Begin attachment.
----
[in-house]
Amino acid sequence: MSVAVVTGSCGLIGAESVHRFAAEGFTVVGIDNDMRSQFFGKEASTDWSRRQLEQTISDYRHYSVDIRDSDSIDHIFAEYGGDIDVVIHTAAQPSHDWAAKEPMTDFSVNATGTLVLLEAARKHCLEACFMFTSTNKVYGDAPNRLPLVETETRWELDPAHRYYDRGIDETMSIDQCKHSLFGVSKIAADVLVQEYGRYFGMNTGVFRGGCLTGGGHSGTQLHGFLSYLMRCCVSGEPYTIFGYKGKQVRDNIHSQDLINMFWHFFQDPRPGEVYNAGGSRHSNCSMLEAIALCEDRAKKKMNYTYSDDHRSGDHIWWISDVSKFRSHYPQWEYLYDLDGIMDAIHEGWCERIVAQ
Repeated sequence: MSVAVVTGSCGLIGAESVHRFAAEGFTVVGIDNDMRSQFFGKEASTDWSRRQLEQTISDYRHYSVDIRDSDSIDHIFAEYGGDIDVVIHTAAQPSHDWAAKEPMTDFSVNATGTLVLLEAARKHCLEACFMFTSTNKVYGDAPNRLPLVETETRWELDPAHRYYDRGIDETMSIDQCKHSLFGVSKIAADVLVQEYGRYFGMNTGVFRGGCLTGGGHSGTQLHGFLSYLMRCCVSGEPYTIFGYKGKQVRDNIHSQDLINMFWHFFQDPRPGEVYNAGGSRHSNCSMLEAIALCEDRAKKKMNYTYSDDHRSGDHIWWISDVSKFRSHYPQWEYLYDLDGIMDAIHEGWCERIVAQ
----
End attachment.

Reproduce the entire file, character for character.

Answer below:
[in-house]
Amino acid sequence: MSVAVVTGSCGLIGAESVHRFAAEGFTVVGIDNDMRSQFFGKEASTDWSRRQLEQTISDYRHYSVDIRDSDSIDHIFAEYGGDIDVVIHTAAQPSHDWAAKEPMTDFSVNATGTLVLLEAARKHCLEACFMFTSTNKVYGDAPNRLPLVETETRWELDPAHRYYDRGIDETMSIDQCKHSLFGVSKIAADVLVQEYGRYFGMNTGVFRGGCLTGGGHSGTQLHGFLSYLMRCCVSGEPYTIFGYKGKQVRDNIHSQDLINMFWHFFQDPRPGEVYNAGGSRHSNCSMLEAIALCEDRAKKKMNYTYSDDHRSGDHIWWISDVSKFRSHYPQWEYLYDLDGIMDAIHEGWCERIVAQ
Repeated sequence: MSVAVVTGSCGLIGAESVHRFAAEGFTVVGIDNDMRSQFFGKEASTDWSRRQLEQTISDYRHYSVDIRDSDSIDHIFAEYGGDIDVVIHTAAQPSHDWAAKEPMTDFSVNATGTLVLLEAARKHCLEACFMFTSTNKVYGDAPNRLPLVETETRWELDPAHRYYDRGIDETMSIDQCKHSLFGVSKIAADVLVQEYGRYFGMNTGVFRGGCLTGGGHSGTQLHGFLSYLMRCCVSGEPYTIFGYKGKQVRDNIHSQDLINMFWHFFQDPRPGEVYNAGGSRHSNCSMLEAIALCEDRAKKKMNYTYSDDHRSGDHIWWISDVSKFRSHYPQWEYLYDLDGIMDAIHEGWCERIVAQ